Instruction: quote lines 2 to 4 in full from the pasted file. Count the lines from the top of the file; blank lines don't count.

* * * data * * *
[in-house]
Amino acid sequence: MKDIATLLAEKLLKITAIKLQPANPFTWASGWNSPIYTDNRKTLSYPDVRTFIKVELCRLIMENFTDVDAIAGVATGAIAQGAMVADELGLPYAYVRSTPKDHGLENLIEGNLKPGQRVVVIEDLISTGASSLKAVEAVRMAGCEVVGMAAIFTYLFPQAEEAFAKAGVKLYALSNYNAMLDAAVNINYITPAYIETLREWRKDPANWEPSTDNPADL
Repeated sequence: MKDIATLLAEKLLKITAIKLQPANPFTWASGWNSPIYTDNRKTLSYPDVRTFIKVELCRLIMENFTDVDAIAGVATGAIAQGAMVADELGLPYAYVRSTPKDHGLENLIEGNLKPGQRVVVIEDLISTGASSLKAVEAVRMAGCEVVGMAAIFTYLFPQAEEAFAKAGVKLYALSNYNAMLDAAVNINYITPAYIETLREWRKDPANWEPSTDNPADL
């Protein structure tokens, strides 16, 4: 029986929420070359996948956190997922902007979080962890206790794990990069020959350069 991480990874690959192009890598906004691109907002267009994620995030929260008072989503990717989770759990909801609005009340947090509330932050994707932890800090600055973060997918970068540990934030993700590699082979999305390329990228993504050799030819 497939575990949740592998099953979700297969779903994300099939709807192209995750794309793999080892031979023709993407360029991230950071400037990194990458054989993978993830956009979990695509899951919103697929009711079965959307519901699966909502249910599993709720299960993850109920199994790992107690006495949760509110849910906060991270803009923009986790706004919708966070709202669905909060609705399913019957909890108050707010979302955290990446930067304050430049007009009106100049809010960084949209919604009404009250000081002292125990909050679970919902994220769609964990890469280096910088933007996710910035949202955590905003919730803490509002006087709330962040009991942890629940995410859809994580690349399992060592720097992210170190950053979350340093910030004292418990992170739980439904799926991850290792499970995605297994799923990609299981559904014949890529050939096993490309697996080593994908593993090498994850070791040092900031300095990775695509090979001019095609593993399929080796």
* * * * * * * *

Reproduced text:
Amino acid sequence: MKDIATLLAEKLLKITAIKLQPANPFTWASGWNSPIYTDNRKTLSYPDVRTFIKVELCRLIMENFTDVDAIAGVATGAIAQGAMVADELGLPYAYVRSTPKDHGLENLIEGNLKPGQRVVVIEDLISTGASSLKAVEAVRMAGCEVVGMAAIFTYLFPQAEEAFAKAGVKLYALSNYNAMLDAAVNINYITPAYIETLREWRKDPANWEPSTDNPADL
Repeated sequence: MKDIATLLAEKLLKITAIKLQPANPFTWASGWNSPIYTDNRKTLSYPDVRTFIKVELCRLIMENFTDVDAIAGVATGAIAQGAMVADELGLPYAYVRSTPKDHGLENLIEGNLKPGQRVVVIEDLISTGASSLKAVEAVRMAGCEVVGMAAIFTYLFPQAEEAFAKAGVKLYALSNYNAMLDAAVNINYITPAYIETLREWRKDPANWEPSTDNPADL
């Protein structure tokens, strides 16, 4: 029986929420070359996948956190997922902007979080962890206790794990990069020959350069 991480990874690959192009890598906004691109907002267009994620995030929260008072989503990717989770759990909801609005009340947090509330932050994707932890800090600055973060997918970068540990934030993700590699082979999305390329990228993504050799030819 497939575990949740592998099953979700297969779903994300099939709807192209995750794309793999080892031979023709993407360029991230950071400037990194990458054989993978993830956009979990695509899951919103697929009711079965959307519901699966909502249910599993709720299960993850109920199994790992107690006495949760509110849910906060991270803009923009986790706004919708966070709202669905909060609705399913019957909890108050707010979302955290990446930067304050430049007009009106100049809010960084949209919604009404009250000081002292125990909050679970919902994220769609964990890469280096910088933007996710910035949202955590905003919730803490509002006087709330962040009991942890629940995410859809994580690349399992060592720097992210170190950053979350340093910030004292418990992170739980439904799926991850290792499970995605297994799923990609299981559904014949890529050939096993490309697996080593994908593993090498994850070791040092900031300095990775695509090979001019095609593993399929080796």